At McDain's Restaurant, in Monroeville, Pennsylvania, kids don't eat free. And starting next week, they don't get to eat at all. Mike Vuick, owner of the Pittsburgh area eatery has just announced a ban on children under six at his casual dining establishment.
After receiving noise complaints from customers about crying kids at neighboring tables, Vuick decided to institute the policy, which will go into effect July 16.
In an email to customers, Vuick explained: "We feel that McDain's is not a place for young children. Their volume can't be controlled and many, many times, they have disturbed other customers."
The owner of the "upscale, casual and quiet" restaurant explains to WTAE Local News, he's got nothing against kids in general, but their endless screams at public dinner tables are "the height of being impolite and selfish."
Last year, North Carolina's Olde Salty restaurant made a similar decision. Owner Brenda Armes posted a sign that read "Screaming children will not be tolerated", making it clear to parents when their kids scream, they'll be asked to take it outside. Armes said the move has boosted business, and Vuick is confident his ban will benefit McDain's as well.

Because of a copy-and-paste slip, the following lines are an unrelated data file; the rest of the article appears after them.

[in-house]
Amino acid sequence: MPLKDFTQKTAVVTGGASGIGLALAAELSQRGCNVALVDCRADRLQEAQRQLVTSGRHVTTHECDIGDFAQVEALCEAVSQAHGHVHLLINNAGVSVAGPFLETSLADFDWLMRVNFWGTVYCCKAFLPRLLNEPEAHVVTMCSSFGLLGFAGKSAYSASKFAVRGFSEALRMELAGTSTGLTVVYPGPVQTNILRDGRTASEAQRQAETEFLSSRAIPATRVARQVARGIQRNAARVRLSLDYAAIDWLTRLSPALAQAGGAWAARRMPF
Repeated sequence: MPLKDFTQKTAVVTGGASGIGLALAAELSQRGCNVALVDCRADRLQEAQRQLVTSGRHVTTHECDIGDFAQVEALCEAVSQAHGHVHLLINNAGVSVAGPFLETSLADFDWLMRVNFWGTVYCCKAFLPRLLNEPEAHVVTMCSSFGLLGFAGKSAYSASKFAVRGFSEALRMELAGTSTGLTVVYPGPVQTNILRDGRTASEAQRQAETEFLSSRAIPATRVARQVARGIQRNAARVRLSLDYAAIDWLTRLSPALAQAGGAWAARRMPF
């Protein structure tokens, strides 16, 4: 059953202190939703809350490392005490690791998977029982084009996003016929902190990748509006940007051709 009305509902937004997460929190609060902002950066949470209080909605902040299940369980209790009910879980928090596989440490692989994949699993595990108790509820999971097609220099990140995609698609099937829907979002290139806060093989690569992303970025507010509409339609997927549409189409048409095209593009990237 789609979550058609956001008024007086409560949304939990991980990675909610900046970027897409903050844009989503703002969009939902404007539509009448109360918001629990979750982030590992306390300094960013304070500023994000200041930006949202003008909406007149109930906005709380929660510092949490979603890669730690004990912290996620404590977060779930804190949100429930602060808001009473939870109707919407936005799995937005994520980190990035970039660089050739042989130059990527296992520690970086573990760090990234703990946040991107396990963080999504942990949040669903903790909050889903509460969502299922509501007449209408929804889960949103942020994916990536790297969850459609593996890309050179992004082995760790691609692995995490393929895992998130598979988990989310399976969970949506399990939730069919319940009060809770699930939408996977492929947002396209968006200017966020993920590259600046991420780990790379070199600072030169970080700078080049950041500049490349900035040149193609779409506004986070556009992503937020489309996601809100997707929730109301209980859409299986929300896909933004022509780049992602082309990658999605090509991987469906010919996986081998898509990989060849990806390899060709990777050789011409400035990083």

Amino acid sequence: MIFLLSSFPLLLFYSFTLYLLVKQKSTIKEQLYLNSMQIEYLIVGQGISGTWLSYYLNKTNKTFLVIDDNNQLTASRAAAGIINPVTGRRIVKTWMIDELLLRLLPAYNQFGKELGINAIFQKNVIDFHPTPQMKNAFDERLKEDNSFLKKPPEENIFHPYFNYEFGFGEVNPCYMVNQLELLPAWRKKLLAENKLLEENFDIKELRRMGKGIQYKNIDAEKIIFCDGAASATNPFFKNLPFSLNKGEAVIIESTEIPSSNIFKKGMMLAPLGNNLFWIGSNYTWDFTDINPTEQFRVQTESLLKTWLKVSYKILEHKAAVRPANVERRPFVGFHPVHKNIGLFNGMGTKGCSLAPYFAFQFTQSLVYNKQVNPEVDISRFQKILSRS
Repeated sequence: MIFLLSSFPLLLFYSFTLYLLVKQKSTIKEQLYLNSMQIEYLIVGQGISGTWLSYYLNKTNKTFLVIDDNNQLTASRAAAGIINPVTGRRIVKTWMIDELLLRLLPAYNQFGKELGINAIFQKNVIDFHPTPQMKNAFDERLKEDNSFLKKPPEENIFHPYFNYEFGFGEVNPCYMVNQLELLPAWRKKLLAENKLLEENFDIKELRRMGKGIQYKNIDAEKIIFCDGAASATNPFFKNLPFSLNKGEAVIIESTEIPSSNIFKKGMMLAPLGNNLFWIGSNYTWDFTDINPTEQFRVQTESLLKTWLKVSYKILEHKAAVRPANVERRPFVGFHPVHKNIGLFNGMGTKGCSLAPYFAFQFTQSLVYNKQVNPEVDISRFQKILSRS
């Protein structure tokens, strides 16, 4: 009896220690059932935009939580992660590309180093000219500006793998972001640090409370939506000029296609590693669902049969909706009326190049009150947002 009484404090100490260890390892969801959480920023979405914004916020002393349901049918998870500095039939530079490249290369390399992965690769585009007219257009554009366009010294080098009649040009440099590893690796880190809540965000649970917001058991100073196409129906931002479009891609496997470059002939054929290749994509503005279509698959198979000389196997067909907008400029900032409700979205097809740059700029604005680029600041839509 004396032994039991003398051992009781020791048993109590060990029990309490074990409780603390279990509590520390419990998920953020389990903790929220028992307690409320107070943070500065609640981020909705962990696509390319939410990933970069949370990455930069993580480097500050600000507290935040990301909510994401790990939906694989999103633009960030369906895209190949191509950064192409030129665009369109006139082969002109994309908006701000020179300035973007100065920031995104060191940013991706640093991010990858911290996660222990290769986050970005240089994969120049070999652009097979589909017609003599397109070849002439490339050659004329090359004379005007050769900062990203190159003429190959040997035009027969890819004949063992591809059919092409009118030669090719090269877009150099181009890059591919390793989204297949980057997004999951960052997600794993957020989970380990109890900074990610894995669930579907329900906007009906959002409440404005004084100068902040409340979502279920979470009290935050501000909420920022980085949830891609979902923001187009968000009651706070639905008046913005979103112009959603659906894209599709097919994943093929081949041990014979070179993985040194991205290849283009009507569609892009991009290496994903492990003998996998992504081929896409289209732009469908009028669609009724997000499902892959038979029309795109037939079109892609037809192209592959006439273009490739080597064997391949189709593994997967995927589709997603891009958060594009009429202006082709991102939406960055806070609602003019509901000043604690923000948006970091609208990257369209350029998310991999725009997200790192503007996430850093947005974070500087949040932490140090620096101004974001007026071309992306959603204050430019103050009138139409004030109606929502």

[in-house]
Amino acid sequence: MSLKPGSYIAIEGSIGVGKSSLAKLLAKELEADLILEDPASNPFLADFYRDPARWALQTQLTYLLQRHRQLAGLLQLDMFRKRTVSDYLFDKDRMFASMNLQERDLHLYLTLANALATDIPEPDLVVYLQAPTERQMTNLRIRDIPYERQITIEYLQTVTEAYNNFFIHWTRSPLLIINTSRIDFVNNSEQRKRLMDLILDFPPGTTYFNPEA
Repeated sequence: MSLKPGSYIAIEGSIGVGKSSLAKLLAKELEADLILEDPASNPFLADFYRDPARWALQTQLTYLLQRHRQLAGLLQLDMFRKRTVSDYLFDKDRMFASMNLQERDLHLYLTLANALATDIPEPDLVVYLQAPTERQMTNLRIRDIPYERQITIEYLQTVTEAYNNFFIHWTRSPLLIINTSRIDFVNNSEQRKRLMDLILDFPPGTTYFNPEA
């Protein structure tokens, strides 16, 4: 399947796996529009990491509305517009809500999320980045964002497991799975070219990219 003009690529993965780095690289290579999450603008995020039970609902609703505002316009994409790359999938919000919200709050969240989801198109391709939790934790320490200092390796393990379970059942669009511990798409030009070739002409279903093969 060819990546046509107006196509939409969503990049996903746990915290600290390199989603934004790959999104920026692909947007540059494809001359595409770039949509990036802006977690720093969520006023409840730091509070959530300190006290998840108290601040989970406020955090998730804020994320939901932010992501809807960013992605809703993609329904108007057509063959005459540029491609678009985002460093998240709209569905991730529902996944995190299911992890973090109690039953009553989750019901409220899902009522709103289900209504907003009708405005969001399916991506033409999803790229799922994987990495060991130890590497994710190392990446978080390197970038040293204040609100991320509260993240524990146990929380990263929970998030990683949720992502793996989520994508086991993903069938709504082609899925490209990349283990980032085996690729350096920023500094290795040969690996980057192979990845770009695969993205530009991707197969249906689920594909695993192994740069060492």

But not everyone is on board. Some Monroeville locals are offended that they're being singled out for having young kids, and pointing fingers at noisy adults.
"If they're so concerned about noise, what do they plan to do about the loud people at the bar?" asks one local resident.
It's not illegal to ban kids from eating establishments, but some parents consider the move discriminatory, and potentially a violation of rights for certain special needs kids. What do you think: are kid-free restaurants a great idea or flat-out wrong?